Ferocious, Fearless Mantis Shrimp Is the Honey Badger of the Sea
by Matt Simon
These are the stomatopods, some 550 known species of mantis shrimp that range from less than an inch long to well over a foot. They’re feisty, beautifully complex creatures that strike so quickly that they momentarily superheat the water around their spring-loaded clubs to a temperature nearly as hot as the surface of the sun.
They may not be particularly big, but they will fight just about anything that so much as looks at them funny. Octopuses, humans, each other — you name it. You see, the mantis shrimp doesn’t grab ass. It kicks it.
Mantis shrimp are split into two groups. Smashers methodically dismember and knock their prey unconscious. Spearers impale fish with spikey appendages, much like their insect namesake. The speed and power with which these creatures strike simply defies logic. While the spearers can lash at their prey in a mere 20 to 30 milliseconds, the smashers can be 10 times as quick. This is the fastest predatory strike on the planet…
…a uniquely large species of Neanurid springtail that is endemic to New Zealand. H. paucispinosa is fairly large as far as springtails go with individuals capable of growing to several millimeters long! Like other (smaller) springtails Holacanthella paucispinosa is a scavenger and forages for organic material in leaf litter and under logs.
A bizarre new bug resembling the major 90s toy craze Troll Dolls has baffled scientists. Teams from the University of Harvard and museums around the world trekked for three weeks to explore the untouched rainforest of southeast Suriname. They managed to catalogue 60 new animal species - but one little critter has proved too tricky to record. The 7mm wide, six-legged bug has been whittled down to possibly fitting into four nymph families: Dictyopharidae, Nogodinidae, Lophopidae, and Tropiduchidae.
crypsis is the ability of an organism to blend in with its environment, as seen here in (click pic) grasshoppers, mantids, geckos (three in the fifth photo), toads (three in the ninth photo), snakes and katydids, all of which have evolved to mimic or become inconspicuous amongst leaves. photos by (click pic) john cancalosi, christian zeigler, mattias klum and thomas marent.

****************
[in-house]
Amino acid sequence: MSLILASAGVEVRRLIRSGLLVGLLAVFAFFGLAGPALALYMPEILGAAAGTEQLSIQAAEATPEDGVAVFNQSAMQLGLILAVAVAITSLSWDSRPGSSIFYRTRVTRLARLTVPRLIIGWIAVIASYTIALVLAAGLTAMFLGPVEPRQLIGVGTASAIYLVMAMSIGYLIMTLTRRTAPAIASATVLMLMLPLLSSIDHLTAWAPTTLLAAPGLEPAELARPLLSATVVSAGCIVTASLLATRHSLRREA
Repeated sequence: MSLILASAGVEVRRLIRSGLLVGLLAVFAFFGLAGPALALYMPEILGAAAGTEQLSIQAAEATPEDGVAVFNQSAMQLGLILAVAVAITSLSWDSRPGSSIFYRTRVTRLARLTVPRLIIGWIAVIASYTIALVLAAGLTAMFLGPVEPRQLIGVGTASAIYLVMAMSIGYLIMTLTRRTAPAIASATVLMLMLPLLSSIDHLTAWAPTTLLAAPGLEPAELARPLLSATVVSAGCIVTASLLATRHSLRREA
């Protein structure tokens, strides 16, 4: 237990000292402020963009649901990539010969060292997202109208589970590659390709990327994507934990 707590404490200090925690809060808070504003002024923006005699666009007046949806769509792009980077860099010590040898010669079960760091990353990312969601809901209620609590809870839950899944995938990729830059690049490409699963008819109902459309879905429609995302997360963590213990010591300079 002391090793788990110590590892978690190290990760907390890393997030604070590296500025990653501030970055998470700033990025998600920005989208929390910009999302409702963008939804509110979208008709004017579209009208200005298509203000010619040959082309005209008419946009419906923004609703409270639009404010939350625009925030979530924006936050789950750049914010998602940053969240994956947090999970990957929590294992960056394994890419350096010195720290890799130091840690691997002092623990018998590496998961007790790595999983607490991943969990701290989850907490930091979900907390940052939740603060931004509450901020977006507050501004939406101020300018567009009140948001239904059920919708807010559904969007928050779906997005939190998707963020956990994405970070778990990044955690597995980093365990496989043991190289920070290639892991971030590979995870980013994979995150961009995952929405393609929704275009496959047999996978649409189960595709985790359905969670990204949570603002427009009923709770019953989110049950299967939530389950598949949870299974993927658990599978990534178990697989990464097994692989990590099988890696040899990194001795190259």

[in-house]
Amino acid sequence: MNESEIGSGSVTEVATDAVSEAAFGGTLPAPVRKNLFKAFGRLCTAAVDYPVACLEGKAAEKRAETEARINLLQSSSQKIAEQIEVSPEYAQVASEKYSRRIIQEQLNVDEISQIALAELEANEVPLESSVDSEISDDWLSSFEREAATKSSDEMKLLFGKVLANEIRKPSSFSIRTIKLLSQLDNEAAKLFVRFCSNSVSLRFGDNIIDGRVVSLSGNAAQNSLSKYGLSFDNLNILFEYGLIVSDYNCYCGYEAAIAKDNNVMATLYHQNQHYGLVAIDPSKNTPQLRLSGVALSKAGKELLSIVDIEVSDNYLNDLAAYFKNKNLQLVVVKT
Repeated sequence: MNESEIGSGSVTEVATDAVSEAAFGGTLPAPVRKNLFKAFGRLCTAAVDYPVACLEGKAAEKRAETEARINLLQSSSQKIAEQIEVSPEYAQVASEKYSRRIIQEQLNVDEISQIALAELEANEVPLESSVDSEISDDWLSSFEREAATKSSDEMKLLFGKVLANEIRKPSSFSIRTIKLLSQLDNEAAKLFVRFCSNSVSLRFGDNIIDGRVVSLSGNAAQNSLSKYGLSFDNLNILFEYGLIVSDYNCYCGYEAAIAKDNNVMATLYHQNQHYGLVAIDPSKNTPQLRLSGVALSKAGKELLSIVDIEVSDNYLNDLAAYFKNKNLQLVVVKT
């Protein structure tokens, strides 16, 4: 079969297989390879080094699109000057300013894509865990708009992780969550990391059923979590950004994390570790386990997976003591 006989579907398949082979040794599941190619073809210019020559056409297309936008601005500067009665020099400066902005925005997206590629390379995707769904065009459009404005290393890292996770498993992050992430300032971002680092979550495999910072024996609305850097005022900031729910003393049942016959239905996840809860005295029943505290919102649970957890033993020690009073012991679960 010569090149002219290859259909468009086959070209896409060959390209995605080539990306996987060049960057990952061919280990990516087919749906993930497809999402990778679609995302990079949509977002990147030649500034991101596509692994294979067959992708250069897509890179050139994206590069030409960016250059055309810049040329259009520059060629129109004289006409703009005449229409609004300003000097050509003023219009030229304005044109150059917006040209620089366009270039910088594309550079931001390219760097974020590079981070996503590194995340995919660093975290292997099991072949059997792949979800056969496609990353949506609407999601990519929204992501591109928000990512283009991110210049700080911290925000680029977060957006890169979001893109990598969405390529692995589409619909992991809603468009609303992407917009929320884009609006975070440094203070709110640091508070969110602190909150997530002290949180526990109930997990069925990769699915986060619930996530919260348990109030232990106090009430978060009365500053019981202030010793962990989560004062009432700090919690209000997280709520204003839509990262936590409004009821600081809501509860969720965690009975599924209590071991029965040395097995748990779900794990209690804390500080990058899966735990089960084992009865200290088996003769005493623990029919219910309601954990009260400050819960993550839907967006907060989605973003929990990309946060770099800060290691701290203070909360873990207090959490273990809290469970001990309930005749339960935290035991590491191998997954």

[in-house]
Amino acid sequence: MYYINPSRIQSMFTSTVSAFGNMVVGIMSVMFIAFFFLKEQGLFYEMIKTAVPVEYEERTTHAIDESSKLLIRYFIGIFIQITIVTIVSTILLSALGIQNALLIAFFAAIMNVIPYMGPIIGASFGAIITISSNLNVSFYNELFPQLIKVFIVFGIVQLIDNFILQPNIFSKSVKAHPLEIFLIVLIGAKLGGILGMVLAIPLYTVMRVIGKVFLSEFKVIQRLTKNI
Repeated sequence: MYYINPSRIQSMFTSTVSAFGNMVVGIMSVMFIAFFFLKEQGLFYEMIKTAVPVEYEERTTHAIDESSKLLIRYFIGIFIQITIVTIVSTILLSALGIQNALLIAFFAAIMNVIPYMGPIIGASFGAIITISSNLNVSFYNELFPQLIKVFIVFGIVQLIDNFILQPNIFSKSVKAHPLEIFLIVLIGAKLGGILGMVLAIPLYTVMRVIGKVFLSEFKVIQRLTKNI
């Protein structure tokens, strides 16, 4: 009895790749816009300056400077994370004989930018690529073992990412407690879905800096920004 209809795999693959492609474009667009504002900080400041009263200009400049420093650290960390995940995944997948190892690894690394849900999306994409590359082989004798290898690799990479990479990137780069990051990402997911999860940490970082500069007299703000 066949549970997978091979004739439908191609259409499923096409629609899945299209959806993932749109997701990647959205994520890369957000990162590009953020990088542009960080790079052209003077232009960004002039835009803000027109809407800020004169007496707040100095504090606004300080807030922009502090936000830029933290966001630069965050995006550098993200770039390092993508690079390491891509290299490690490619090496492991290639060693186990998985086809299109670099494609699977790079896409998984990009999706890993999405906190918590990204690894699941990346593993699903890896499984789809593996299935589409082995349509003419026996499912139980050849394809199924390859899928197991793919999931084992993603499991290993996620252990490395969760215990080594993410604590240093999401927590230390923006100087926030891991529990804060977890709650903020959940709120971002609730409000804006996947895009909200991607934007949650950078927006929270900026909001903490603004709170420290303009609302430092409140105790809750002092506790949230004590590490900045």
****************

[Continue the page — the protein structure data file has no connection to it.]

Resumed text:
"…from so simple a beginning endless forms most beautiful and most wonderful have been, and are being, evolved." - charles darwin
…an extinct genus of paenungulate mammals that lived during the late Eocene and the early Oligocene of northern Africa. Although Arsinoitherium looks like a rhinoceros its actually more closely related to elephants, sirenians, desmostylians and hyraxes. Arsinoitherium boasted a pair of enormous knife-liked horns that projected from above their nose, their exact function is unknown but it is suggested that they might have been hollow and used as a sound resonator. Arsinoitherium probably inhabited tropical rainforests and mangrove swamps and would of feed on plant matter. Their large size would of rendered them immune to predation. However, creodonts might have preyed on their young and sick.
Cetartiodactylais the clade in which whales (including dolphins) and even-toed ungulates have currently been placed. The term was coined by merging the name for the two orders, Cetacea and Artiodactyla, into a single word. The term Cetartiodactyla reflects the idea that whales evolved within the artiodactyls. Under this definition, their closest living land relative is thought to be the hippopotamus. The clade formed by uniting whales and hippos is called Whippomorpha. Alternatively, the term ‘Cetartiodactyla’ is used to denote a clade where Cetacea evolved alongside Artiodactyla and not within it. Under this definition, all artiodactyls, including hippos, are more closely related to one another than any are to the whales.